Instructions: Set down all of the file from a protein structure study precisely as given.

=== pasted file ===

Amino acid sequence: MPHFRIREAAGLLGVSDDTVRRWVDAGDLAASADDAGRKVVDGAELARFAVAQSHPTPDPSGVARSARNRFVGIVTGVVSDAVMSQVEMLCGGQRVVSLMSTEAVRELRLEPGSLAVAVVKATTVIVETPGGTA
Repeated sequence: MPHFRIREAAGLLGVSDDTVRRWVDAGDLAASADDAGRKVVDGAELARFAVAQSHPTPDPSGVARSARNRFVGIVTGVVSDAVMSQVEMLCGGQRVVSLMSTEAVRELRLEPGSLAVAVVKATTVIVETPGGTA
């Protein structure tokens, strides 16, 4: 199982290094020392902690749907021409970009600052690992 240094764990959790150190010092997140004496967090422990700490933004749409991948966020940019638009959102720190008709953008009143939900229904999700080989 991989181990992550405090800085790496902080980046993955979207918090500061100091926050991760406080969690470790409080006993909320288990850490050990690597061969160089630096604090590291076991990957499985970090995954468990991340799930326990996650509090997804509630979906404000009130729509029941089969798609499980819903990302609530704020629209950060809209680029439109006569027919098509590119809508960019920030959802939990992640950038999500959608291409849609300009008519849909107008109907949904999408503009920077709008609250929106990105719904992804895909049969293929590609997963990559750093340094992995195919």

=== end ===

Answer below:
Amino acid sequence: MPHFRIREAAGLLGVSDDTVRRWVDAGDLAASADDAGRKVVDGAELARFAVAQSHPTPDPSGVARSARNRFVGIVTGVVSDAVMSQVEMLCGGQRVVSLMSTEAVRELRLEPGSLAVAVVKATTVIVETPGGTA
Repeated sequence: MPHFRIREAAGLLGVSDDTVRRWVDAGDLAASADDAGRKVVDGAELARFAVAQSHPTPDPSGVARSARNRFVGIVTGVVSDAVMSQVEMLCGGQRVVSLMSTEAVRELRLEPGSLAVAVVKATTVIVETPGGTA
């Protein structure tokens, strides 16, 4: 199982290094020392902690749907021409970009600052690992 240094764990959790150190010092997140004496967090422990700490933004749409991948966020940019638009959102720190008709953008009143939900229904999700080989 991989181990992550405090800085790496902080980046993955979207918090500061100091926050991760406080969690470790409080006993909320288990850490050990690597061969160089630096604090590291076991990957499985970090995954468990991340799930326990996650509090997804509630979906404000009130729509029941089969798609499980819903990302609530704020629209950060809209680029439109006569027919098509590119809508960019920030959802939990992640950038999500959608291409849609300009008519849909107008109907949904999408503009920077709008609250929106990105719904992804895909049969293929590609997963990559750093340094992995195919």